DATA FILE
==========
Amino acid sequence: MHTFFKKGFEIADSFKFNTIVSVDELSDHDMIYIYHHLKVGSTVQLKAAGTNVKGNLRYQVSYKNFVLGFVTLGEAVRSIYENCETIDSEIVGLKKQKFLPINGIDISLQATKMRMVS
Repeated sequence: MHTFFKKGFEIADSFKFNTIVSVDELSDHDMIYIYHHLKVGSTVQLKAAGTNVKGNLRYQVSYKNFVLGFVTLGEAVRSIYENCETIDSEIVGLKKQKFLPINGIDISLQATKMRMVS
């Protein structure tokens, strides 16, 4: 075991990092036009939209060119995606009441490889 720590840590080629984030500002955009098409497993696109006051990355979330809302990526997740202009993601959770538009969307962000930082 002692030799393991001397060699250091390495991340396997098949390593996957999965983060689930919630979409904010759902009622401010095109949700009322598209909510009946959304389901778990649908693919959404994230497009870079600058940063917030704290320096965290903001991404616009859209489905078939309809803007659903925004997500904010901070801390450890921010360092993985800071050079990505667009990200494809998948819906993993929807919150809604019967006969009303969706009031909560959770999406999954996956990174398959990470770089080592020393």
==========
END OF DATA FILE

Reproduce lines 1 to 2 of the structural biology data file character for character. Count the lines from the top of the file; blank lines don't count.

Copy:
Amino acid sequence: MHTFFKKGFEIADSFKFNTIVSVDELSDHDMIYIYHHLKVGSTVQLKAAGTNVKGNLRYQVSYKNFVLGFVTLGEAVRSIYENCETIDSEIVGLKKQKFLPINGIDISLQATKMRMVS
Repeated sequence: MHTFFKKGFEIADSFKFNTIVSVDELSDHDMIYIYHHLKVGSTVQLKAAGTNVKGNLRYQVSYKNFVLGFVTLGEAVRSIYENCETIDSEIVGLKKQKFLPINGIDISLQATKMRMVS